By locality I mean something like the Atiyah-Segal axioms for Riemannian cobordisms (see e.g. http://ncatlab.org/nlab/show/FQFT). I.e. to any (spacelike) hypersurface in the target we associate a Hilbert space and to any cobordism an S-matrix.

I am familiar with the S-matrix prescription for the target being $\mathbf{R}^n$ and the hypersurfaces being the asymptotic time infinities. Can one extend that to any cobordism?

Does locality appear only when we integrate over the worldsheet conformal structures and sum over all genera, or can we see it even for a fixed conformal structure?

I believe this is what string field theory is about, but why would one expect locality from the (perturbative) string theory point of view?

  • $\begingroup$ You realize your definition of locality is non-standard. (See for example, Definition 5.0.1 of Costello's book "Renormalization and Effective Field Theory" for a more standard definition.) Also, the Atiyah-Segal axioms don't say anything about an S-Matrix. (See for example, the entry by Turaev and Blanchet in the "Encyclopedia of Mathematical Physics", Elsevier for Axiomatic TQFT.) $\endgroup$
    – Kelly Davis
    Commented Oct 10, 2011 at 20:55
  • $\begingroup$ @KellyDavis, I had an impression that the TQFT functor associates the time-evolution operator to a (Riemannian) cobordism, and then one can pair it with in/out states to compute the S-matrix. Also, Costello's definition would not apply to string theory directly, it only says something about the locality (of the sigma-model) on the worldsheet, while I am interested in the locality on the target. $\endgroup$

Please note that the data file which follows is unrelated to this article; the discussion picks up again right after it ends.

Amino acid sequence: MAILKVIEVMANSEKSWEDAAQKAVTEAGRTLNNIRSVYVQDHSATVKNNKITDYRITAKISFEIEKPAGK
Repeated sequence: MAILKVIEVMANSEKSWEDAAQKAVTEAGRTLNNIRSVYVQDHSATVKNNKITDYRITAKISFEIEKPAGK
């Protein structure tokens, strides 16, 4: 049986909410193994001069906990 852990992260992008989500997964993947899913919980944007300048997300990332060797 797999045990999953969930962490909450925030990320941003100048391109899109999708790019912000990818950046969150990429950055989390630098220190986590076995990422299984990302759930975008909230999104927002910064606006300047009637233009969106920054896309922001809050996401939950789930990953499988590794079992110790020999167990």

– Pavel Safronov
    Commented Oct 10, 2011 at 21:52
  • $\begingroup$ You have to be careful. Axiomatic TQFT do not require a metric be present. Defining an S-Matrix requires some notion of an "infinite past" and and "infinite future" both of which require a metric to define. Also, an S-Matrix is unitary. Not all axiomatic TQFT are unitary. Costello's definition does apply to string theory, world-sheet and space-time, think of the equations the imposed on the space-time fields by conformal invariance. (See GSW section 3.4) $\endgroup$
    – Kelly Davis
    Commented Oct 10, 2011 at 22:27
  • $\begingroup$ @KellyDavis: Pavel is quite right, cobordism representations do not just serve to axiomatize TQFT, but also QFT with metric structure, notably CFT, as first emphasized by Graeme Segal. This is quite standard by now. References are here: ncatlab.org/nlab/show/conformal+field+theory#FQFTReferences . The morphism associated by such a metric QFT to a cobordism is indeed effectively the S-matrix. The question whether string field theory falls into this pattern is perfectly reasonable (even though the answer might be: no, it does not). $\endgroup$ Commented Oct 11, 2011 at 0:44
  • $\begingroup$ @Urs Please read what I said. I did not say asking if string theory has a space-time S-matrix is not reasonable. It is reasonable, in fact string theory was essentially only a space-time S-matrix theory for the first 25 or so years of its existence. What I did say, however, is that Pavel's definition of "local" is not the standard definition of local. Thus, if his question found an answer, the answer would not necessarily have a bearing on the question as to if string theory is local. $\endgroup$
    – Kelly Davis
    Commented Oct 11, 2011 at 5:52

1 Answer 1


String theory as we know it admits only S-matrix as an observable. By its definition an S-matrix is a non-local object, it tells you about transition amplitudes between asymptotic states in past and future infinity. You cannot even ask local questions in spacetime, unless you somehow extend the formalism (which is the goal of string field theory, more about this below).